I am slipping this post under the wire. My goal is to write a minimum of once a month and June ran away from me, in part because I have been working hard with my rising seniors on their applications.
The essay is a critical part of any application and also one of the most intimidating steps to take. So if you are applying to colleges, how do you start to break the process down into manageable pieces? Here are three things to do that will help you get started:
Read Other Essays, Part A-One of the exercises I do is to have students read an essay and I time them while they read it. It typically takes around two minutes and thirty seconds or so. And when my client has finished and I announce the time, I tell them that they have about two minutes to tell the admissions committee something about themselves so what do they think they should write about? Teenagers are always surprised at the brief amount of time it takes to read the essay. The truth is that 650 words are just not that long.
2. Read Other Essays, Part B-Grab a book from your local library that contains multiple college essays. I give all my full package clients 50 Successful Harvard Application Essaysso that they have something to work with. Sit for 20-40 minutes and read essay after essay, until you feel like you have a sense of pace, scope and an idea of what you would like to write about.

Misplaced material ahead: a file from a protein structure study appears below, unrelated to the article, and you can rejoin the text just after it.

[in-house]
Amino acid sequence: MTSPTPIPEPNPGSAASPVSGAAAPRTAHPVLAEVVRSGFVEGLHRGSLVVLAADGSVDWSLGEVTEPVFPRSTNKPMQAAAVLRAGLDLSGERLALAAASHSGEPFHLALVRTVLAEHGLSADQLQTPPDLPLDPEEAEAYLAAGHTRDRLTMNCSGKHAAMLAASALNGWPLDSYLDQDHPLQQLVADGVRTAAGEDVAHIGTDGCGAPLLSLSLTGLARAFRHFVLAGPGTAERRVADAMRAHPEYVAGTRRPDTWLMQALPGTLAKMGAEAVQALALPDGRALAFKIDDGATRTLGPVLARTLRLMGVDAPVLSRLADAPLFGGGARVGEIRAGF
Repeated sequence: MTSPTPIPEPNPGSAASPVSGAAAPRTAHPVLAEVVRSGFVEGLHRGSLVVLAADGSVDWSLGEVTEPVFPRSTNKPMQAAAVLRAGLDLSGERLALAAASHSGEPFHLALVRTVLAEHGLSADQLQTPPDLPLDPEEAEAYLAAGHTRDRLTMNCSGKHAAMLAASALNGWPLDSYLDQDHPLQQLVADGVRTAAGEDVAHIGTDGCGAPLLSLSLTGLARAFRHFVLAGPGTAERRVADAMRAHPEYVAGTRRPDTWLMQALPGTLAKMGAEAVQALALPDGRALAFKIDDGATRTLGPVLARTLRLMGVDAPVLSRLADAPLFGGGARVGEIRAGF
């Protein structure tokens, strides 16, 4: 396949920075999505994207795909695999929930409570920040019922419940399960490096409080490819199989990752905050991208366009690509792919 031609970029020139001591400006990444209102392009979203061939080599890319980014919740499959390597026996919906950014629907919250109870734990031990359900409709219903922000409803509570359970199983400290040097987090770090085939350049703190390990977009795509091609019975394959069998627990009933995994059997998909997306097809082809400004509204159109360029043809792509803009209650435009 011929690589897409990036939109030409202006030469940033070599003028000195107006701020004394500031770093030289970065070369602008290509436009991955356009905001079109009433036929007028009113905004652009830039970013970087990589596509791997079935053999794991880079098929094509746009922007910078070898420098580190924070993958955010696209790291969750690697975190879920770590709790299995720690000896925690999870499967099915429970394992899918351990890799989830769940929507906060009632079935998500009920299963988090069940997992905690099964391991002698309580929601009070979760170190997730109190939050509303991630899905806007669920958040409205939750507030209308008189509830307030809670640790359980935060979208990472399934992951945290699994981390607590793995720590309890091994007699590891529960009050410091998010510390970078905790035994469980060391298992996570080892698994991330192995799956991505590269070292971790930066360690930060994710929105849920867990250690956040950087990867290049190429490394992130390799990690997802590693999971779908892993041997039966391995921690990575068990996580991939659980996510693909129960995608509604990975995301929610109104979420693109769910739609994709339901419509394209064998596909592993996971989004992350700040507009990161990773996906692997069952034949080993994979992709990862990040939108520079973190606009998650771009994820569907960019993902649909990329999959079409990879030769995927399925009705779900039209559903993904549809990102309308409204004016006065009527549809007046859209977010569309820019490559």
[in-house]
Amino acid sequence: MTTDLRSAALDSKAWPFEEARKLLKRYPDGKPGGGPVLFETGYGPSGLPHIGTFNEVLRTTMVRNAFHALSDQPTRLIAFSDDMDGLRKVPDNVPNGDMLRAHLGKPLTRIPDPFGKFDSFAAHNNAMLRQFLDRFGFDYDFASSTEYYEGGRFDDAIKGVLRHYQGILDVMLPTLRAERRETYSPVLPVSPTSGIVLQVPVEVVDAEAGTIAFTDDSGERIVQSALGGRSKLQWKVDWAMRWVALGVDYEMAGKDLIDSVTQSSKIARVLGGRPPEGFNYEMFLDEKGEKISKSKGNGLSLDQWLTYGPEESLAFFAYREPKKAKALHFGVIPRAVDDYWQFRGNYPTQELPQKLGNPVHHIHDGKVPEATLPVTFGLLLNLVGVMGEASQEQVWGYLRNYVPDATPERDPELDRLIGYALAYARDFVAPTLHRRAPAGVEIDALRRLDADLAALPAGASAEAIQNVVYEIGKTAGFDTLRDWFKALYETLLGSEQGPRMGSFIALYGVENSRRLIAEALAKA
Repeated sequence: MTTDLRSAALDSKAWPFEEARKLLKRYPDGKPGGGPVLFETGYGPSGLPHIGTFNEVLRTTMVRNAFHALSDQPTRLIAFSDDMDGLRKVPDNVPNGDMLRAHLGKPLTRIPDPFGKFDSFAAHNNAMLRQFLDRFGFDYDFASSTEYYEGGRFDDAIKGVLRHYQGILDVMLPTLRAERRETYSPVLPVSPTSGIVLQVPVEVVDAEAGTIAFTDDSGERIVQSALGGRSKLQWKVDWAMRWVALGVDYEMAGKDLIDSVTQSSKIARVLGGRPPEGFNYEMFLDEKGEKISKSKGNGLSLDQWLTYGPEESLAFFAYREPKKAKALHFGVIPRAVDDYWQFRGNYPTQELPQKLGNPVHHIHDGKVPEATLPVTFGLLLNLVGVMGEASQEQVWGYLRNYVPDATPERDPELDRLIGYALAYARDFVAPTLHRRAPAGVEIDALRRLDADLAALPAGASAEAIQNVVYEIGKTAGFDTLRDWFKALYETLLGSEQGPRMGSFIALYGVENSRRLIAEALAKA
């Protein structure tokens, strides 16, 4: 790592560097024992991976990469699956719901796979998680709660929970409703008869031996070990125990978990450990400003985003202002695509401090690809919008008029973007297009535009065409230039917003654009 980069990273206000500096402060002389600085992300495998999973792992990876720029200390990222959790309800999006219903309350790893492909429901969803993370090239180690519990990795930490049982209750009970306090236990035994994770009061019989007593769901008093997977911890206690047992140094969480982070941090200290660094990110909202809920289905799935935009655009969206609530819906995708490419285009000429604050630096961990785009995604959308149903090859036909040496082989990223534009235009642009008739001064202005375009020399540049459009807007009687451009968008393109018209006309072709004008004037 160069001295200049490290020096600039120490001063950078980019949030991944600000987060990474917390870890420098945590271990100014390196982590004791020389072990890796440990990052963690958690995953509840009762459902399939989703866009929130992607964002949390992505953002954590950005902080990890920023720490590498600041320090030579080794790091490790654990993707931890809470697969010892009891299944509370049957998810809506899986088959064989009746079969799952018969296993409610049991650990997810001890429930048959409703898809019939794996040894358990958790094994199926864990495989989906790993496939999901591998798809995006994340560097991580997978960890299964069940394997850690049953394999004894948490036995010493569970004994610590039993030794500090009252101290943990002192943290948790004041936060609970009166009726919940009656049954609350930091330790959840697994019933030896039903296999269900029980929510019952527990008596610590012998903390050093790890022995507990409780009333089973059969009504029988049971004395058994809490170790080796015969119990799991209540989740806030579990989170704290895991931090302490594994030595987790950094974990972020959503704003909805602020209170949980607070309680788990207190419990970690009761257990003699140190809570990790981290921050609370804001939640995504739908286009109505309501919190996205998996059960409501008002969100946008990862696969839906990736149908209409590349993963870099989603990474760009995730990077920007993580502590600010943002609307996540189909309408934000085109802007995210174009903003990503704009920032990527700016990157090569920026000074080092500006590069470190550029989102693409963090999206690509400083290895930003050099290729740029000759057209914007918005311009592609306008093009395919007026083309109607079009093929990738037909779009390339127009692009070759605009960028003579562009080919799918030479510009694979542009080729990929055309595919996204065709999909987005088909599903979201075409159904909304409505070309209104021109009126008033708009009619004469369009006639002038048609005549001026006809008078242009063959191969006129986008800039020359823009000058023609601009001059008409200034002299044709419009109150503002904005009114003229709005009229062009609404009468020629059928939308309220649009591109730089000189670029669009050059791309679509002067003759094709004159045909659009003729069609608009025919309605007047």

3. Start Writing!-I tell my students that once they have an idea, they should start writing. The truth is, that most kids have great instincts and they usually suggest a topic that works. The first step is to start a journal style piece about their story and what they want an admissions office to know in the two minutes or so (see #1) that they will read the essay. I remind them to pay no heed to the word limit at this point (I will explain why in Part 2).
Once a rising senior takes these steps, the essay is underway and they have punctured the balloon of procrastination/overwhelmed/scared or whatever they are feeling as they go through this process. Every kid feels relief and excitement that their essay has started to take shape. If you know a rising senior, I hope these steps help. Stay tuned for Part 2!